10. Kakuda T, Sakane I, Takihara T, et al. Hypoglycemic effect of extracts from Lagerstroemia speciosa L. leaves in genetically diabetic KK-AY mice. Biosci Biotechnol Biochem 1996;60(2):204-208.
  11. Klein, G., Kim, J., Himmeldirk, K., Cao, Y., and Chen, X. Antidiabetes and Anti-obesity Activity of Lagerstroemia speciosa. Evid.Based Complement Alternat.Med 2007;4(4):401-407.
  12. Matsuura T, Yoshikawa Y, Masui H, et al. [Suppression of glucose absorption by various health teas in rats.] [Article in Japanese.]. Yakugaku Zasshi 4;124(4):217-223.
  13. Murakami C, Myoga K, Kasai R, et al. Screening of plant constituents for effect on glucose transport activity in Ehrlich ascites tumour cells. Chem Pharm Bull (Tokyo) 1993;41(12):2129-2131.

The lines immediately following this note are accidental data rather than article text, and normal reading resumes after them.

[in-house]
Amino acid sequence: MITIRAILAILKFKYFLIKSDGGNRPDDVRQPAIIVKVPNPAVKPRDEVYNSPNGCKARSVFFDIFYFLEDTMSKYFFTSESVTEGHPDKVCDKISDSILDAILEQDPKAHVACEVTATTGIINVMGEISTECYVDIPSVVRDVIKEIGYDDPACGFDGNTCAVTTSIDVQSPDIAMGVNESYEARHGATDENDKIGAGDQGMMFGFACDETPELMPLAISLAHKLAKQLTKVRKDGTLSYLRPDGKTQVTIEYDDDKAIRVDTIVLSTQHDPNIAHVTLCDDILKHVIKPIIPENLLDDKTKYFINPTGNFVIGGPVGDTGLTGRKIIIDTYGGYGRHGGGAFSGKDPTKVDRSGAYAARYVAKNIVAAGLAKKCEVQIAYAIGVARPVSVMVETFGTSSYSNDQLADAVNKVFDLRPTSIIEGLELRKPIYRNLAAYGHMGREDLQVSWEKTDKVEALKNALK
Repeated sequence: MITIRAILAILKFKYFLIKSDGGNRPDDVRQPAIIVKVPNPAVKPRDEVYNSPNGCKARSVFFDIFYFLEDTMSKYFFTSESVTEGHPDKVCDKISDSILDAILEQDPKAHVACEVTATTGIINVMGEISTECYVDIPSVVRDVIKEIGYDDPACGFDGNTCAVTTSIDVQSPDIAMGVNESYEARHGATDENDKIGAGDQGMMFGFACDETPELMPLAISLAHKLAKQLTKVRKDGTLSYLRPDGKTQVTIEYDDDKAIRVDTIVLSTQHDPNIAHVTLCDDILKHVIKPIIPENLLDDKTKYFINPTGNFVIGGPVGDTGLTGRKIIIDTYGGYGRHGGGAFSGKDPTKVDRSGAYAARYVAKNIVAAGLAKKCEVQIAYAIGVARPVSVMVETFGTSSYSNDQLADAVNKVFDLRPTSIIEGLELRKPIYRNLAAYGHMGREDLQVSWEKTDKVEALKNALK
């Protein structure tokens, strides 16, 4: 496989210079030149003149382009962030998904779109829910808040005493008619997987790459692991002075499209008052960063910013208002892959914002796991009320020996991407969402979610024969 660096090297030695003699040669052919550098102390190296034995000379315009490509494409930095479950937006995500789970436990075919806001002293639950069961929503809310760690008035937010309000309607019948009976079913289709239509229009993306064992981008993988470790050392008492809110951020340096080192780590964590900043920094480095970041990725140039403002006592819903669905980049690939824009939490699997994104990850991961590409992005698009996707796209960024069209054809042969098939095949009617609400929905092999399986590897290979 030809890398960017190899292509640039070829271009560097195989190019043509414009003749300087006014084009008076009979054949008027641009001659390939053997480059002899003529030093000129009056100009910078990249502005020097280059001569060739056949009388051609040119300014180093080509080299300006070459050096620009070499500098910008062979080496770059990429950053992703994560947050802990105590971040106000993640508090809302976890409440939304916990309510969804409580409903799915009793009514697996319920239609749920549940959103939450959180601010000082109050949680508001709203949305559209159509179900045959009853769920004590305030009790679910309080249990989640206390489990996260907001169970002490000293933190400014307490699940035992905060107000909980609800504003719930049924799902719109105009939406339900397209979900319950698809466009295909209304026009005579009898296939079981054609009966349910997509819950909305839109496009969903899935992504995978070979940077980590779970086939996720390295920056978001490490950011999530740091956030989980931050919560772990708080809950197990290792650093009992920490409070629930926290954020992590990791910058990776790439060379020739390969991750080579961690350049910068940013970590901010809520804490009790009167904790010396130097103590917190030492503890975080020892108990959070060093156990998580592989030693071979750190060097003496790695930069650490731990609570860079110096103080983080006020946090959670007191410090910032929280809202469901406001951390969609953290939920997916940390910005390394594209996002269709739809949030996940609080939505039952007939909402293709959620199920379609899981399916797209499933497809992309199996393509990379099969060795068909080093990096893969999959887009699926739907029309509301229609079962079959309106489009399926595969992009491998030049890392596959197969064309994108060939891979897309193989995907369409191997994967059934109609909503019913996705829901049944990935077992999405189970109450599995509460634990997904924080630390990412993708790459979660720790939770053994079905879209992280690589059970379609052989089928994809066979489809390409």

14. Suzuki Y, Unno T, Ushitani M, et al. Antiobesity activity of extracts from Lagerstroemia speciosa L. leaves on female KK-Ay mice. J Nutr Sci Vitaminol (Tokyo) 1999;45(6):791-795.
  15. Unno T, Sugimoto A, Kakuda T. Xanthine oxidase inhibitors from the leaves of Lagerstroemia speciosa (L.) Pers. J Ethnopharmacol 2004;93(2-3):391-395.

Copyright © 2011 Natural Standard (www.naturalstandard.com)


The information in this monograph is intended for informational purposes only, and is meant to help users better understand health concerns. Information is based on review of scientific research data, historical practice patterns, and clinical experience. This information should not be interpreted as specific medical advice. Users should consult with a qualified healthcare provider for specific questions regarding therapies, diagnosis and/or health conditions, prior to making therapeutic decisions.